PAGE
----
The Magnesium meant that I was confined to bed, which was something I never considered happening. I knew that emergency C-section could be a risk, or that my diabetes could dictate needing a hospital setting in order to monitor my and Simeon’s glucose levels, but I always pictured either surgery or having a birthing time that allowed for walking around, multiple positions, a birthing tub (we had pre-ordered one at MoBap just in case we ended up there. The plan for the Birthing Center had been a water birth). Being on my back was tough mentally—particularly knowing that I really had no other options. Both Simeon and I were under constant monitoring.
Overnight as pressure waves (Hypnobabies term for contractions) began and strengthened, I continued listening to Hypnobabies tracks and trying to concentrate on my cues—going into deep hypnosis for pressure waves, breathing “peace” to both strengthen my relaxation and target hypnoanesthesia where needed. Since our room had a cd player, we were using it to play tracks (rather than using my cellphone). At some point a disc ran out while Allyn was sleeping. After I could no longer stand being alone in the quiet, I began attempting to wake him up, which eventually involved breaking the rules a bit and maneuvering so I could reach him with my foot. “I need you!” I said. I think we put cds on repeat after that.
Allyn and I talked about the things I would be doing if I weren’t stuck in bed—how the tub truly sounded amazing. In class, we had practiced a number of various positions and techniques, and all of my favorites involved being able to move freely (walking, slow dancing, sitting on a ball, being on my hands and knees). It was good to be able to identify how this differed and figure out how to adapt to the reality of the moment.
Unfortunately, being confined to bed while on fluids also meant that I got to experience the joy of bedpans. I did, however, become an expert at timing the getting up and down to be before or after pressure waves.
I began to cough and feel sick leading up to pressure waves. The nurse asked if I wanted to try being on my hands and knees—which I desperately wanted to do, but assumed was off limits. I wasn’t able to hold myself in that position long (granted, my perception of “long” is likely askew. It may have been an hour or more)—which I imagine is partially the fault of the Mag—but it was glorious.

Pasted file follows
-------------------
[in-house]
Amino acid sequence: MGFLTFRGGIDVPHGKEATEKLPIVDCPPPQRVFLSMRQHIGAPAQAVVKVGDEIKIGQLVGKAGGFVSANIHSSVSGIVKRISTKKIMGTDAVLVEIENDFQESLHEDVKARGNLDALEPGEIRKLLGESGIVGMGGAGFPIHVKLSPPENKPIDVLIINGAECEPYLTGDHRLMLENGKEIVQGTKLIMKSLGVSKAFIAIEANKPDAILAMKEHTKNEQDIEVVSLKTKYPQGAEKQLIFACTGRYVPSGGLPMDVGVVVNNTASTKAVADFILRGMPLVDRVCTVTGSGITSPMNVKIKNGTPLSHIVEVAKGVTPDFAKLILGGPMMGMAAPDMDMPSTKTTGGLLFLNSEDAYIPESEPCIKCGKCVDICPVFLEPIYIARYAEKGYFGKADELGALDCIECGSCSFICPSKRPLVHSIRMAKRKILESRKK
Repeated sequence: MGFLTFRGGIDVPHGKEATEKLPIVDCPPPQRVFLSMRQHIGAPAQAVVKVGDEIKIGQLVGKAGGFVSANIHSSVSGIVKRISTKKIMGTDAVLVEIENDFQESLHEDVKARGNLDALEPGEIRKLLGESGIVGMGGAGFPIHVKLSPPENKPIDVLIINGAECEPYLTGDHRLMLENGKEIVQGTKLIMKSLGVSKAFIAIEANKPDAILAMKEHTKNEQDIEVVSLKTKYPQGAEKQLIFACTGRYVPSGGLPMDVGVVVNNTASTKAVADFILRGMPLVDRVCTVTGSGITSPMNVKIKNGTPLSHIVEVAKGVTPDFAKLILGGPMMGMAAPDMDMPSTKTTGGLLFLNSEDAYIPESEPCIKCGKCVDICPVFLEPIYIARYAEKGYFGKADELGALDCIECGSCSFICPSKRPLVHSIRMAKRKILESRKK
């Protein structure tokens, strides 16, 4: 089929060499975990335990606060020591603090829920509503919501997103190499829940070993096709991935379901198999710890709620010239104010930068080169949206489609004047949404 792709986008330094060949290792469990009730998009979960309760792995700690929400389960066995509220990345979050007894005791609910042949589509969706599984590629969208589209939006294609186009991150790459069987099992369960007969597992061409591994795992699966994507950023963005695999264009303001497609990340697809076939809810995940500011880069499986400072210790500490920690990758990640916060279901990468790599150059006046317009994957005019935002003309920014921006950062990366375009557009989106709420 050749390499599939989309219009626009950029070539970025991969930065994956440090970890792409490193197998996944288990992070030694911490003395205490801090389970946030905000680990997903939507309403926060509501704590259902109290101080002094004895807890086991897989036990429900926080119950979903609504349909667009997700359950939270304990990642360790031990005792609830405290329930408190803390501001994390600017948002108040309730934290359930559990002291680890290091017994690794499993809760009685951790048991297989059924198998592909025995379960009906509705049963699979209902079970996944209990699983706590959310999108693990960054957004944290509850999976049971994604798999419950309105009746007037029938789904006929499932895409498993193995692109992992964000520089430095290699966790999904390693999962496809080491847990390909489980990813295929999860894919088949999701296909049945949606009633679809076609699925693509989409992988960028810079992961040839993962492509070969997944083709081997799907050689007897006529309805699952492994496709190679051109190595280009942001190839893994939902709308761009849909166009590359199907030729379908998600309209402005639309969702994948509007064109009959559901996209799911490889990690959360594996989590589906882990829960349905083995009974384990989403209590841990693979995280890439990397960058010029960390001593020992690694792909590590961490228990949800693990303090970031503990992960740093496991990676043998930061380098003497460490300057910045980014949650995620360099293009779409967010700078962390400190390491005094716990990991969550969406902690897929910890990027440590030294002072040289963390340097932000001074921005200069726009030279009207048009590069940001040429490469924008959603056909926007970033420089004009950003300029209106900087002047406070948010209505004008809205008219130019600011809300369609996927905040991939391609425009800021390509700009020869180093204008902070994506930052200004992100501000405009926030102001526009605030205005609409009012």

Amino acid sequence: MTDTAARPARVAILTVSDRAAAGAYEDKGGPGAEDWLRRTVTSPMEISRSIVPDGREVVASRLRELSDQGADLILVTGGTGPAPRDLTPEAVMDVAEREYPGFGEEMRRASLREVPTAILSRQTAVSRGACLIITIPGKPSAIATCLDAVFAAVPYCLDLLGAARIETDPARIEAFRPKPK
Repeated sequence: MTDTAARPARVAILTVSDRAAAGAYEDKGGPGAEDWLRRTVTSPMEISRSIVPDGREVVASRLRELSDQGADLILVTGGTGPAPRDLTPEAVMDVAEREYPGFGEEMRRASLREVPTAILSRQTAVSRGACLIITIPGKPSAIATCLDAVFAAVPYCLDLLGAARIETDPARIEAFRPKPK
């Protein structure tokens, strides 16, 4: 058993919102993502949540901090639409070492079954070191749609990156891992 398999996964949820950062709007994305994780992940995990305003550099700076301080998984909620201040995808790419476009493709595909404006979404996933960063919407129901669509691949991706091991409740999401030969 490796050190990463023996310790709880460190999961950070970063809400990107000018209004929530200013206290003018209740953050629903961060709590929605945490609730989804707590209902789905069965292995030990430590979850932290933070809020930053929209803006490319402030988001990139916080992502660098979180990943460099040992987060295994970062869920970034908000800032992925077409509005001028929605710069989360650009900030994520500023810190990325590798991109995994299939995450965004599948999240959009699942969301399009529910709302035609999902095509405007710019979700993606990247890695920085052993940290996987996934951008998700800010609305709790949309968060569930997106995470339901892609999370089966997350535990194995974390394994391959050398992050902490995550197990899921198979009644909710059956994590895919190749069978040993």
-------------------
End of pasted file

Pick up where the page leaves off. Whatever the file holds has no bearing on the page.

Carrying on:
In the morning, Nicole texted Allyn stating that she would still be on-call that day and was available whenever we were ready for more consistent support. She came in shortly after, which was a great relief. She convinced the nurses to let me use a birthing ball since she and Allyn would be with me to give physical support, if needed. Using the ball really got things moving. I was able to rock during pressure waves, which both lowered my blood pressure and allowed Simeon to sink down lower.
I began feeling a little pushy, and Nicole encouraged me to relax into what my body wanted to do. My pressure wave grunts shifted, and I began to chant “open, open, open” during many of them. Apparently my grunts were significantly different enough to warrant shifting into the next phase, so I moved back to the bed and tried a variety of positions to attempt to continue progress and allow Simeon to move into the world.
We switched to the “Pushing Baby Out” track, which continued to play in the background for the next several hours. It seems pushing Simeon out was a group process. I apparently had a tight circle of tissue that didn’t fully want to yield to let Simeon by. At the end, whenever a pressure wave would reach its height, Allyn and a nurse each took one of my legs, Nicole worked on keeping the progress Simeon made by maneuvering the tissue circle, and I was pulling on the stirrup/handlebars in rowing fashion. Luckily his monitor revealed that he continued to do well, so I was able to continue the process. Dr. M reappeared to offer some suggestions (the above may have been one of them) and provide support for the last bit of Simeon’s arrival.
Once it was obvious that Simeon would be with us shortly, the room filled with a team to evaluate Simeon. The part of me that was not working hard really wanted to laugh, as Hypnobabies tends to make fun of “purple pushing”—the holding of breath and pushing to particular counts . . . but it is exactly what I had to do—and the thing that ultimately worked to birth my son. Allyn said later that he was convinced that I was at the end of my energy and would need some other sort of intervention (it was suggested that a vacuum could be used). He suggested my pure stubbornness is what allowed me to continue. I responded that my body didn’t give me any choice, that it was the one calling the shots.